With residents hailing from all corners of the globe, even a U.S. drone strike in the northern al-Jawf province of Yemen has direct ties to the country’s most diverse county, and one of the men it left dead first turned toward extremist pursuits after attending a Flushing mosque.
The Sept. 30 missile attack was most noted for the fact that it killed Anwar al-Awlaki, the U.S.-born Muslim cleric long considered one of the world’s top al-Qaeda leaders. But it also took the life of Samir Khan, founding co-editor of the Inspire English-language Web magazine, which publishes articles aimed at inspiring educating jihadists.
Khan’s death was especially intriguing to borough residents, as his family moved from his birthplace of Saudi Arabia to Maspeth in 1993, according to the globaljihad.net database of information on Muslim extremists.
The website said he wore baggy pants and spoke in Americanized slang before he attended a weeklong summer camp at a Flushing mosque that was sponsored by a nonviolent Islamic group, where he befriended members of the radical Islamic Thinkers Society, known for distributing leaflets throughout New York, including Jackson Heights.
A month later, Khan began a blogging career that brought him infamy with its increasingly fringe views and vitriolic content and spurred his parents to move to North Carolina in 2004 in hopes of keeping him away from extreme influences, according to The New York Times.
But he continued to blog and in 2009 he moved to Yemen, where he started Inspire in order to spread what he called “media Jihad.”
Despite their status as world terror leaders, Khan and al-Awlaki were both U.S. citizens, a fact that has spurred heated debate in America about their deaths.
U.S. Rep. Gregory Meeks (D-Jamaica) stood by Obama’s choice to carry out the attack.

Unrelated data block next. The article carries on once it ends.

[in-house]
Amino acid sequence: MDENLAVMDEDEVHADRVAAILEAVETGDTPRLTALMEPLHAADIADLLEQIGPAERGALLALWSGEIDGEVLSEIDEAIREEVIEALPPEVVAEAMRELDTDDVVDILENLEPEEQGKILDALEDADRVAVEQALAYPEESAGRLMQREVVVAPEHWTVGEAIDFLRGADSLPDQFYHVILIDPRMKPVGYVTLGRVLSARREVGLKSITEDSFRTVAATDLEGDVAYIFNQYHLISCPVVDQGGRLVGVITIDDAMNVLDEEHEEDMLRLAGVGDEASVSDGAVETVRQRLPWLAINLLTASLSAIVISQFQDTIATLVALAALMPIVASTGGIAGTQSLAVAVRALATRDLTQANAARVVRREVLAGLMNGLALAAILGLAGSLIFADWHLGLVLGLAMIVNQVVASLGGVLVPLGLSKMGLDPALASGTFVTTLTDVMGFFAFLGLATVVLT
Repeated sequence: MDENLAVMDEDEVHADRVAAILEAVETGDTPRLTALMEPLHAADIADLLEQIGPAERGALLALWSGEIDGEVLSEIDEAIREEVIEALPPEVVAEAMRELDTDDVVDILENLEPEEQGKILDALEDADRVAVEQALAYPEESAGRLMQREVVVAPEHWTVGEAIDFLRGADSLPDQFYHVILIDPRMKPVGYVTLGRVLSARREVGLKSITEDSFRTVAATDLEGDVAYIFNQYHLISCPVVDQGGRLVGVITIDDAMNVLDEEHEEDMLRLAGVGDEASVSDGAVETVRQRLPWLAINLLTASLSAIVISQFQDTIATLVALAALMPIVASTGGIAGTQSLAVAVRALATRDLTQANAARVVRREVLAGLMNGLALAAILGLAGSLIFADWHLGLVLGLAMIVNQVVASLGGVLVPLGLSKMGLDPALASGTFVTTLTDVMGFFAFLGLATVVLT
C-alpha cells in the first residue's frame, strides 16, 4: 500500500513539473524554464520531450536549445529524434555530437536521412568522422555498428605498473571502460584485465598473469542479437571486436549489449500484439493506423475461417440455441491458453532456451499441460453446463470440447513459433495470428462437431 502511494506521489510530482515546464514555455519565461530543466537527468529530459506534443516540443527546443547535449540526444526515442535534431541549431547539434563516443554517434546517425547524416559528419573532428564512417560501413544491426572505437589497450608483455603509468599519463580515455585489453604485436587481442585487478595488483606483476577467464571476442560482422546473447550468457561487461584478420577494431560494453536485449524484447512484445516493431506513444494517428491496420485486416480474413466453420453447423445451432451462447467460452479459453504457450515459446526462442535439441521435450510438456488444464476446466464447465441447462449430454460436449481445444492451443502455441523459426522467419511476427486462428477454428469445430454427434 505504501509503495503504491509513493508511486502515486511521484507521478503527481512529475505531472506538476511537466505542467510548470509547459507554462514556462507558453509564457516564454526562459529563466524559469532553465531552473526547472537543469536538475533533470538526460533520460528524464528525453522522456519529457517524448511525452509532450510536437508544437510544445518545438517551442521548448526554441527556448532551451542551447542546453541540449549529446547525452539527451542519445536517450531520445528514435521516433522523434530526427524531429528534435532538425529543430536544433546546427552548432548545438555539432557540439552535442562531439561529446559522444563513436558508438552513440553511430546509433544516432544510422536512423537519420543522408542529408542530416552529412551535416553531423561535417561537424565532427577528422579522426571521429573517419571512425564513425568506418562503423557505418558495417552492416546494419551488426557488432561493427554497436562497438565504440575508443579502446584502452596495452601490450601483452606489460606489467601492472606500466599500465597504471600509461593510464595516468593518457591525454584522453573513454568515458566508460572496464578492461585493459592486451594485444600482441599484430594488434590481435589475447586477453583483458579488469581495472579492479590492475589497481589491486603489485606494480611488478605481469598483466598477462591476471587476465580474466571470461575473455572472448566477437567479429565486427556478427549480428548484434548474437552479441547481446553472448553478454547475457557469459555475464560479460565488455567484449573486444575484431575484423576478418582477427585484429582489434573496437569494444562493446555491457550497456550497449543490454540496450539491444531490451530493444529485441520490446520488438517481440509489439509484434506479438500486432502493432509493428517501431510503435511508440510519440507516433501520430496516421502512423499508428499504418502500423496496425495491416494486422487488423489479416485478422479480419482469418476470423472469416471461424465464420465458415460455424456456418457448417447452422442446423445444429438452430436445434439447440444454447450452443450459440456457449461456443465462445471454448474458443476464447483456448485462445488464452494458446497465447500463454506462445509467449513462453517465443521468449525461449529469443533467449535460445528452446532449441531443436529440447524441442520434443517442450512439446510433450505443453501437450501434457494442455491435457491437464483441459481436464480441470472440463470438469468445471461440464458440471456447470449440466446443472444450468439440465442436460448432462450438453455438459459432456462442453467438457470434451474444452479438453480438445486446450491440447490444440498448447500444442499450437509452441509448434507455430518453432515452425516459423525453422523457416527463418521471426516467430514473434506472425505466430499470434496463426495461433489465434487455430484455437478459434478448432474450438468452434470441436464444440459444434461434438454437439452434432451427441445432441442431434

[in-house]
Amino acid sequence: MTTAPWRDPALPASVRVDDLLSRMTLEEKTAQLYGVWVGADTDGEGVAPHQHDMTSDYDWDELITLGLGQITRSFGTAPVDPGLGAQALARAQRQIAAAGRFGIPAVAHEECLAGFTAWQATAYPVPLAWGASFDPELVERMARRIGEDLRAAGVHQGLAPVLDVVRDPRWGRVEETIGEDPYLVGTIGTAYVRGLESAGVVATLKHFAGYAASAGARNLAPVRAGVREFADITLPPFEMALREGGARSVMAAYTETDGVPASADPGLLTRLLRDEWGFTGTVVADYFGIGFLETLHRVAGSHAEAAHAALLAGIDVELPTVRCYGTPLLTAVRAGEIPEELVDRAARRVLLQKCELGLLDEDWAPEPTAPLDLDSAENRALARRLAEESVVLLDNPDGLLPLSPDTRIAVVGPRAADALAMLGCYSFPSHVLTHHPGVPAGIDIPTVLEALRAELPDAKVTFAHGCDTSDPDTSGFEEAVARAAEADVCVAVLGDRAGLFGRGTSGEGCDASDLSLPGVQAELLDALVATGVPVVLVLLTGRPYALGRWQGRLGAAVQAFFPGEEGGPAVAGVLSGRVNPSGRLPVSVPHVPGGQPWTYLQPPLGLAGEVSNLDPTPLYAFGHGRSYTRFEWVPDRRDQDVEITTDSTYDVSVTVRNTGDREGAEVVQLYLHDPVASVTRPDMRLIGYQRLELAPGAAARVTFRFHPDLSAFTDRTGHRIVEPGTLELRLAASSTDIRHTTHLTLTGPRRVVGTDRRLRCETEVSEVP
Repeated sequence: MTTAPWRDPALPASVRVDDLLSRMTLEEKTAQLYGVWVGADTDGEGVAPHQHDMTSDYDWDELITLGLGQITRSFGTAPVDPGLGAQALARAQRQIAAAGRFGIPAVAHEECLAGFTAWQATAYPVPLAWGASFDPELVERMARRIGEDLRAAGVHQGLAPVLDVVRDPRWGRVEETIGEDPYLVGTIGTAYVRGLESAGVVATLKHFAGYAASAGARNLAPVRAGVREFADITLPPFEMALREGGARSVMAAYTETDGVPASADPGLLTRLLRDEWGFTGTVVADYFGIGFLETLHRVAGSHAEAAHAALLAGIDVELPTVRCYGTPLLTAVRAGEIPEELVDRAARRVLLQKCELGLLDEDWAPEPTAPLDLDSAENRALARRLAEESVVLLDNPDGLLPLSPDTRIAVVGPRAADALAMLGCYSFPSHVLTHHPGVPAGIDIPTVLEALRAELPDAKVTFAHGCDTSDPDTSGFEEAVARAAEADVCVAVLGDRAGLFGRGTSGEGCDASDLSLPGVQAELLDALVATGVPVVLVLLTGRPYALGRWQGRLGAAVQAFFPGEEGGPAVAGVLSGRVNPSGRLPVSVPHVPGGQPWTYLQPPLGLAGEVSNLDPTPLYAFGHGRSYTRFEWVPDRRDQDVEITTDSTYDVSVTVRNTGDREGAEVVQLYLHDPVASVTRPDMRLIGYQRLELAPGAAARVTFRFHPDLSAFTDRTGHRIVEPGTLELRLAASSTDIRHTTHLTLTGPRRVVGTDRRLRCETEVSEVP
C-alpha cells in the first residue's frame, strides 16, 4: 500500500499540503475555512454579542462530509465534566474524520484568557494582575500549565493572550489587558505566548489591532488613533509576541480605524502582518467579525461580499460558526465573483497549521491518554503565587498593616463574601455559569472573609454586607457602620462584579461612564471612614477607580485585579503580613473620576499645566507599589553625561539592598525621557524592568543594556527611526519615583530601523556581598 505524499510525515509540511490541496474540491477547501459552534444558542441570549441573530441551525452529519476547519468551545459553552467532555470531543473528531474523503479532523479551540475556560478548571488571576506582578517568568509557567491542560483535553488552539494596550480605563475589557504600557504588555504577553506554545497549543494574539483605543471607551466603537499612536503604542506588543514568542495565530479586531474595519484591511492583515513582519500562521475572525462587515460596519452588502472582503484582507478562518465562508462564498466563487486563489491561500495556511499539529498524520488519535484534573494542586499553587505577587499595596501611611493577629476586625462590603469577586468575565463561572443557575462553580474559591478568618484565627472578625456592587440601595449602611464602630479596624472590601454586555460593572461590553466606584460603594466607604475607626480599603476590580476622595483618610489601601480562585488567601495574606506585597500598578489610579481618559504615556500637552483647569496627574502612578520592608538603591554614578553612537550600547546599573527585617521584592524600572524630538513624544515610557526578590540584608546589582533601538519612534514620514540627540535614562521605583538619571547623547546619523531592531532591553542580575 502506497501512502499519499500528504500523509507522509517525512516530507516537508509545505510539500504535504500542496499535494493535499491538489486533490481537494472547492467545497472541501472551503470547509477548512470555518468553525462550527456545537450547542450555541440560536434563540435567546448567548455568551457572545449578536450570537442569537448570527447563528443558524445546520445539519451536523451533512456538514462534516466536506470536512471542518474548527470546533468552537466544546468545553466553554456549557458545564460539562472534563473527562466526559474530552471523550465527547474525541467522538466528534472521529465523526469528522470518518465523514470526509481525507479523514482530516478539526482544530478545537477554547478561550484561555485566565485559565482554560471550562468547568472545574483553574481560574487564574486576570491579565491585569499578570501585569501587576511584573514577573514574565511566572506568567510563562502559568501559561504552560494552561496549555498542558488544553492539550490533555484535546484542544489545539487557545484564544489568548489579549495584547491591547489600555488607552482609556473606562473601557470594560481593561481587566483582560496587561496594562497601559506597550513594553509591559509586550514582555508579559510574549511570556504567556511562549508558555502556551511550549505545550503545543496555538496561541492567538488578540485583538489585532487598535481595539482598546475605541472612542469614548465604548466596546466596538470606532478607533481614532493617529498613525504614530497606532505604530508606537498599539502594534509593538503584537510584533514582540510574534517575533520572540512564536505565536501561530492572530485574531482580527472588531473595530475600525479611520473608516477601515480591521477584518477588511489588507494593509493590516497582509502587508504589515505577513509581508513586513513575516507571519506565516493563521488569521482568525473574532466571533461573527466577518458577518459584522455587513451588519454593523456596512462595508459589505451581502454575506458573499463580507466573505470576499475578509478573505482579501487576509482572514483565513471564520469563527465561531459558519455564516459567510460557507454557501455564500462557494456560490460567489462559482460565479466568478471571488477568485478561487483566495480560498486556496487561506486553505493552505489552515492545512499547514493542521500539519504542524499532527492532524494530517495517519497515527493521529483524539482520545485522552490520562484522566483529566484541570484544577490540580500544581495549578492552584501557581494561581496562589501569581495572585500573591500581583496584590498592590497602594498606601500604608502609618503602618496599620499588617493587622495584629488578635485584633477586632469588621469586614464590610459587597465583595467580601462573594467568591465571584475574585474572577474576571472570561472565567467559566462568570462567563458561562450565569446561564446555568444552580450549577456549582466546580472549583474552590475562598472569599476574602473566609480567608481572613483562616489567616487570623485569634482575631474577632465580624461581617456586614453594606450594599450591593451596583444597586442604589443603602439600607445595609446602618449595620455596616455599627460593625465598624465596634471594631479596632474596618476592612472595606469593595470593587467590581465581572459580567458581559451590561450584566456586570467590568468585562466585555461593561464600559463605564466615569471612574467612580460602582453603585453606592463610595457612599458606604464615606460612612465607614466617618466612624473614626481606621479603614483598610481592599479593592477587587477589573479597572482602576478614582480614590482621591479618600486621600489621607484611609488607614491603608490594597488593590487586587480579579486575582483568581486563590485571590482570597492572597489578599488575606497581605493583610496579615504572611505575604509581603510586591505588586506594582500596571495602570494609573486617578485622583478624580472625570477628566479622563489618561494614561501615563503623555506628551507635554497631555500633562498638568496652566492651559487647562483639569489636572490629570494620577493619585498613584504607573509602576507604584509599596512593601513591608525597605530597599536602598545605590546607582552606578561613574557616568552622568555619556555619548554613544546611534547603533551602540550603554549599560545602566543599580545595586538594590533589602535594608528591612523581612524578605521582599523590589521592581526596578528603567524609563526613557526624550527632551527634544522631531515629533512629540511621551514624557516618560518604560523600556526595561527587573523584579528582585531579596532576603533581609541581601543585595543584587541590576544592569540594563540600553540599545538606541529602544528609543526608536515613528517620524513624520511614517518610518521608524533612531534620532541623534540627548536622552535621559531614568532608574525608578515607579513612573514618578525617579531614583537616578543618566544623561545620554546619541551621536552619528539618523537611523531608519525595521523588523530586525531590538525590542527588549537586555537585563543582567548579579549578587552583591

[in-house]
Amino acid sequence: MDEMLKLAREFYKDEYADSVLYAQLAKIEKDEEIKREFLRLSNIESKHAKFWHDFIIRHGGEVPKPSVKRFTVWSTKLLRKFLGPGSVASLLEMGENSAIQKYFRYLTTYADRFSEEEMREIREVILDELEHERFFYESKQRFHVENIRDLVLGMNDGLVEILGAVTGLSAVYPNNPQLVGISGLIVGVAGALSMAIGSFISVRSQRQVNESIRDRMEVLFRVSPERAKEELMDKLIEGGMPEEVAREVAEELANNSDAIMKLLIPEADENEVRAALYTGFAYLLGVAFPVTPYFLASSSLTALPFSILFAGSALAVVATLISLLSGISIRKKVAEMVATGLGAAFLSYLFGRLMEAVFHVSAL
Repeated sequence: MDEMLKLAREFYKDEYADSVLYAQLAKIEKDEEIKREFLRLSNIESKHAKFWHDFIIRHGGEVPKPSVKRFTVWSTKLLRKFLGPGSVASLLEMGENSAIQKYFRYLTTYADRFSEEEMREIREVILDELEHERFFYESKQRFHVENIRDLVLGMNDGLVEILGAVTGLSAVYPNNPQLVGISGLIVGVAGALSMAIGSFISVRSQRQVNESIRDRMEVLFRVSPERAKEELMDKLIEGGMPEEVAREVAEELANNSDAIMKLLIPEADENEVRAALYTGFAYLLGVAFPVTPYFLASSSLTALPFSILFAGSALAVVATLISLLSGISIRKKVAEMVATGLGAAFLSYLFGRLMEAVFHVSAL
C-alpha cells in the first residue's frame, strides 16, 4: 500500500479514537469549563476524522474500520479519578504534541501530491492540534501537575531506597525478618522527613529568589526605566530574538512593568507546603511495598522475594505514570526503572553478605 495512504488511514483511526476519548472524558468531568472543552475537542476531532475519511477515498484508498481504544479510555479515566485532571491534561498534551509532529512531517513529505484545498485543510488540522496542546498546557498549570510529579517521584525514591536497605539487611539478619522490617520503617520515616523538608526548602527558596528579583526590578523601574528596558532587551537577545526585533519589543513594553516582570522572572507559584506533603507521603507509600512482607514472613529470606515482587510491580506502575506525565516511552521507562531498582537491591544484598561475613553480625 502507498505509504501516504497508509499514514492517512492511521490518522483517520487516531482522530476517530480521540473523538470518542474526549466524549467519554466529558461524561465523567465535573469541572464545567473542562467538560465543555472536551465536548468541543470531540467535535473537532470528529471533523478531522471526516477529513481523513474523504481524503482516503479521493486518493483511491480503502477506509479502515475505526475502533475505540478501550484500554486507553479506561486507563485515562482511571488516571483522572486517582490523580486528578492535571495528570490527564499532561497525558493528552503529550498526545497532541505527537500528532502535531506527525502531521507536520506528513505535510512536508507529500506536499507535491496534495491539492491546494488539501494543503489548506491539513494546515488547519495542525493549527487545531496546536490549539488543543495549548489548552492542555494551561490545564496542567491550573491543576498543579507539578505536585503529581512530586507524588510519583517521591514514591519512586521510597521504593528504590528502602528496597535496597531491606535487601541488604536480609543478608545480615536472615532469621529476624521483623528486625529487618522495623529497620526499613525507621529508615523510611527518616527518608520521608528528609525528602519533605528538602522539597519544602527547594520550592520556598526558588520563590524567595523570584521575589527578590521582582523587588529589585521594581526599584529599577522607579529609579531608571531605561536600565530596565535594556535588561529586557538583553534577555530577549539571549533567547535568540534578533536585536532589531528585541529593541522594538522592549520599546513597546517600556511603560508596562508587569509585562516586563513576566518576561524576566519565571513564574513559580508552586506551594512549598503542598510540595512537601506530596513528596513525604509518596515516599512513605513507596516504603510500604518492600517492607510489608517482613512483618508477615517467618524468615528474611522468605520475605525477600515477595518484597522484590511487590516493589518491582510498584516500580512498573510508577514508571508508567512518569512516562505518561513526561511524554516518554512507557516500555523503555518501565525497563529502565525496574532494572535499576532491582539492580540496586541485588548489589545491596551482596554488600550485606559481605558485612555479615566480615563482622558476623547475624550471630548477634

“Awlaki was a dual U.S. and Yemeni national. Khan, also a U.S. citizen, had boasted that he was ‘proud to be a traitor to America,’” Meeks said in a statement. “President Barack Obama has rightly called this imminently [sic] successful operation ‘a major blow to al-Qaeda’s most active operational affiliate.’”
But leaders from both ends of the political spectrum have decried the killings as unconstitutional because they believe they deprived U.S. citizens of their rights to trial and other protections.
Jameel Jaffer, deputy legal director for the American Civil Liberties Union, decried the drone strike.
“This is a program under which American citizens far from any battlefield can be executed by their own government without judicial process, and on the basis of standards and evidence that are kept secret not just from the public but from the courts,” Jaffer said in a statement.
NYPD Police Commissioner Raymond Kelly disagreed, saying the attack brought two criminals to justice.
“Reports that [al-Awlaki’s] lieutenant, Samir Khan, was killed in the same strike are also welcome,” he said in a statement. “Khan had extensive contacts in New York City and published the English-language Inspire magazine, which instructed lone wolves on how to build bombs at home, and in the most recent issue identified Grand Central station as a target.”
But Rep. Ron Paul (R-Texas), a Republican presidential candidate, said it would be “sad” if “the American people accept this blindly and casually,” speaking of what he called the “assassination” of al-Awlaki, because “nobody knows if he ever killed anybody,” CBS News reported.
Reach reporter Connor Adams Sheets by e-mail at csheets@cn
©2011 Community News Group
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